FCC Passes Net Neutrality Rules: Plenty to Hate

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Yesterday the FCC passed new ‘Net Neutrality’ rules along party lines: 3-2.  The full text of the rules haven’t yet been released, but the draft proposals have drawn plenty of fire from both sides, and many experts predict different portions will end up in court soon after they take effect at the beginning of next year.

If I understand correctly, the FCC failed to assert that wireless broadband should fall under their jurisdiction and classify Broadband as a communication service, leaving telecoms to their own devices, making it possible to control what applications you can access on hand-held devices.  

The new rules seem to provide for a two-tiered service for different IPs, and that corporate  heavy-hitters like Google and Amazon will be able to provide faster access than the second-tier IPs.

Boldprogressives.org:

1: Corporate censorship is allowed on your phone

The rules passed today by Obama FCC Chairman Julius Genachowski absurdly create different corporate censorship rules for wired and wireless Internet, allowing big corporations like Comcast to block websites they don’t like on your phone — a clear failure to fulfill Net Neutrality and put you, the consumer, in control of what you can and can’t do online.2

2: Online tollbooths are allowed, destroying innovation

The rules passed today would allow big Internet Service Providers like Verizon and Comcast to charge for access to the “fast lane.” Big companies that could afford to pay these fees like Google or Amazon would get their websites delivered to consumers quickly, while independent newspapers, bloggers, innovators, and small businesses would see their sites languish in the slow lane, destroying a level playing field for competition online and clearly violating Net Neutrality.3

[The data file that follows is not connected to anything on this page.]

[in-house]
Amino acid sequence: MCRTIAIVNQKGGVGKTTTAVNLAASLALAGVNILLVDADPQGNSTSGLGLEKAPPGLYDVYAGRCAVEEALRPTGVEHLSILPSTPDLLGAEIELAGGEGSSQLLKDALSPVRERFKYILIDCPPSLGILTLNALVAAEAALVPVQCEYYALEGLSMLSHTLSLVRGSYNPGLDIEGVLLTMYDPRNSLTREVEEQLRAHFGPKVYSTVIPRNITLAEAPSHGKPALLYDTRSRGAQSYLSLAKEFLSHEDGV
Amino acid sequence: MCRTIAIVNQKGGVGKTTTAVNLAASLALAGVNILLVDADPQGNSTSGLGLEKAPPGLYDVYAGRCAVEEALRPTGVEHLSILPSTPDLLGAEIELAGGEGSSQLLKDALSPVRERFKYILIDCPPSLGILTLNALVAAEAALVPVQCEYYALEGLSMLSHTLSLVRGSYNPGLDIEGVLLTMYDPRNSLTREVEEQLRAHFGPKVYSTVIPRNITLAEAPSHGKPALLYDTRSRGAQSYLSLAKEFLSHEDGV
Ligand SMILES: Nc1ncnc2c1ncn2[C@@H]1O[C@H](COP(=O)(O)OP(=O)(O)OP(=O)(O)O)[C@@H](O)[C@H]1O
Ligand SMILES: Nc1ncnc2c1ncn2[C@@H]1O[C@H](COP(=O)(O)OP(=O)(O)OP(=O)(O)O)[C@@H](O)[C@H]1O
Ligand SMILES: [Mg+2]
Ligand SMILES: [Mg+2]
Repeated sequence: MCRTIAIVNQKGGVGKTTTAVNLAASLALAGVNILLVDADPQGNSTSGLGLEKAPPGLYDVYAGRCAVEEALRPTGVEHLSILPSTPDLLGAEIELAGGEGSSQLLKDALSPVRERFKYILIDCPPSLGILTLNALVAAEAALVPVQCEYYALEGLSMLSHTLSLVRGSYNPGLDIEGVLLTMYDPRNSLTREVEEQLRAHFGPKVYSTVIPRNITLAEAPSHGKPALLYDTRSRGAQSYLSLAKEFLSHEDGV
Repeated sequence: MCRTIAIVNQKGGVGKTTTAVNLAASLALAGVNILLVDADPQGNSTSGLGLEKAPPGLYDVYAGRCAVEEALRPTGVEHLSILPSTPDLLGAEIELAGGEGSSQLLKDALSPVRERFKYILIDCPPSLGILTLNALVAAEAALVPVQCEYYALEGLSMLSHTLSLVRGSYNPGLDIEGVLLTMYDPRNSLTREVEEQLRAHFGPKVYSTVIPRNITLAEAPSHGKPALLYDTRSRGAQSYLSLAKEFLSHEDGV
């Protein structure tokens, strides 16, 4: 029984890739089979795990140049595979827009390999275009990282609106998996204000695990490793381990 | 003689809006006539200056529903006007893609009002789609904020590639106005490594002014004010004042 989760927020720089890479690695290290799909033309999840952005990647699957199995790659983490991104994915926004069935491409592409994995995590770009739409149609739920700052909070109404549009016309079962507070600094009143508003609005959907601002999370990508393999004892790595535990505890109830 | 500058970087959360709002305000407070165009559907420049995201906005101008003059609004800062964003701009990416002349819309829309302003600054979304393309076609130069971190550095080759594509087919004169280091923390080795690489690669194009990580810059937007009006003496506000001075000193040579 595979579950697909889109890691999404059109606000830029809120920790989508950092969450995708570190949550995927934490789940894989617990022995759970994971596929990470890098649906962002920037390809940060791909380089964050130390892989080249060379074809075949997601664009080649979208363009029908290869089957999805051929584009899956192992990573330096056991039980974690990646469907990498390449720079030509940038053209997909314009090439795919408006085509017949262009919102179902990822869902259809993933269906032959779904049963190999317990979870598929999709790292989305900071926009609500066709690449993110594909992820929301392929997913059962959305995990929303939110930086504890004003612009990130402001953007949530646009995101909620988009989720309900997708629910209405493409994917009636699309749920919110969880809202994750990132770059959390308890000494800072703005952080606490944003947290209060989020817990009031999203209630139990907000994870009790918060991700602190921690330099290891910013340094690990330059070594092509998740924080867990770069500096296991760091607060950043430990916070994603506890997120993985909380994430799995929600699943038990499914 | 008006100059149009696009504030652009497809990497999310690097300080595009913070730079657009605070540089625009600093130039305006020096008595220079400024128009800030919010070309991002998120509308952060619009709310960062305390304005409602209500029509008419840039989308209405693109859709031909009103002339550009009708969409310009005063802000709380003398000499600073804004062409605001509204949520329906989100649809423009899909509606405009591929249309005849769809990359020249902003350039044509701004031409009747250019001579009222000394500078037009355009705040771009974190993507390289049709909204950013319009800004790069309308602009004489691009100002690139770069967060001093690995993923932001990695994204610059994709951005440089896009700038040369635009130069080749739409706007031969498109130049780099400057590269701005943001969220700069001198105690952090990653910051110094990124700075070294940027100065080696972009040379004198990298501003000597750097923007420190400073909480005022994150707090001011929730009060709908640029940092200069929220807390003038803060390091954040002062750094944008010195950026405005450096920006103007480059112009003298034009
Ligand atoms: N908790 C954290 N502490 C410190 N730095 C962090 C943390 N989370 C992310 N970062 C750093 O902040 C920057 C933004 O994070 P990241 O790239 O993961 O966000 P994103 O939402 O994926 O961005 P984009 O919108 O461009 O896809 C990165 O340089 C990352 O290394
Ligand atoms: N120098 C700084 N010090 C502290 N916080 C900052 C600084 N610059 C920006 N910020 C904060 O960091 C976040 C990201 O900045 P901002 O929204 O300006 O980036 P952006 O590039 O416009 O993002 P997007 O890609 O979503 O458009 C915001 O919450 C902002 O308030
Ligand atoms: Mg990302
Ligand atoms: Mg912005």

3: The rules allow corporations to create “public” and “private” Internets, destroying the one Internet as we know it

For the first time, these rules would embrace a “public Internet” for regular people vs. a “private Internet” with all the new innovations for corporations who pay more — ending the Internet as we know it and creating tiers of free speech and innovation, accessible only if you have pockets deep enough to pay off the corporations.


The statement issued by the FCC about why it chose to pass the rules gets ridiculed by engadget.com; they wonder if the FCC should have consulted some 17-year-old kids about Android:

[snip]  “Further, we recognize that there have been meaningful recent moves toward openness, including the introduction of open operating systems like Android. In addition, we anticipate soon seeing the effects on the market of the openness conditions we imposed on mobile providers that operate on upper 700 MHz C-Block spectrum, which includes Verizon Wireless, one of the largest mobile wireless carriers in the U.S.

In light of these considerations, we conclude it is appropriate to take measured steps at this time to protect the openness of the Internet when accessed through mobile broadband.

Now, we obviously love Android, and there’s no doubt that Google’s OS has been part of some wonderfully furious competition in the mobile space recently. But we’re not sure any of that has anything to do with net neutrality — it doesn’t matter how open your OS is when you’re stuck with a filtered and throttled connection, and it’s a pretty huge stretch to think Android’s openness (however you want to define it) has anything to do with network access itself. And let’s not forget that the primary proponent of the 700MHz open-access rules was Google, which promptly flip-flopped on the issue when it became Verizon’s policy BFF after the Droid launch — if we were slightly more paranoid, we’d be pretty sure there’s a link between the FCC’s Android mention and the combined furious lobbying of Google and Verizon. Nice try, boys — but how about you make with the actual rules now?”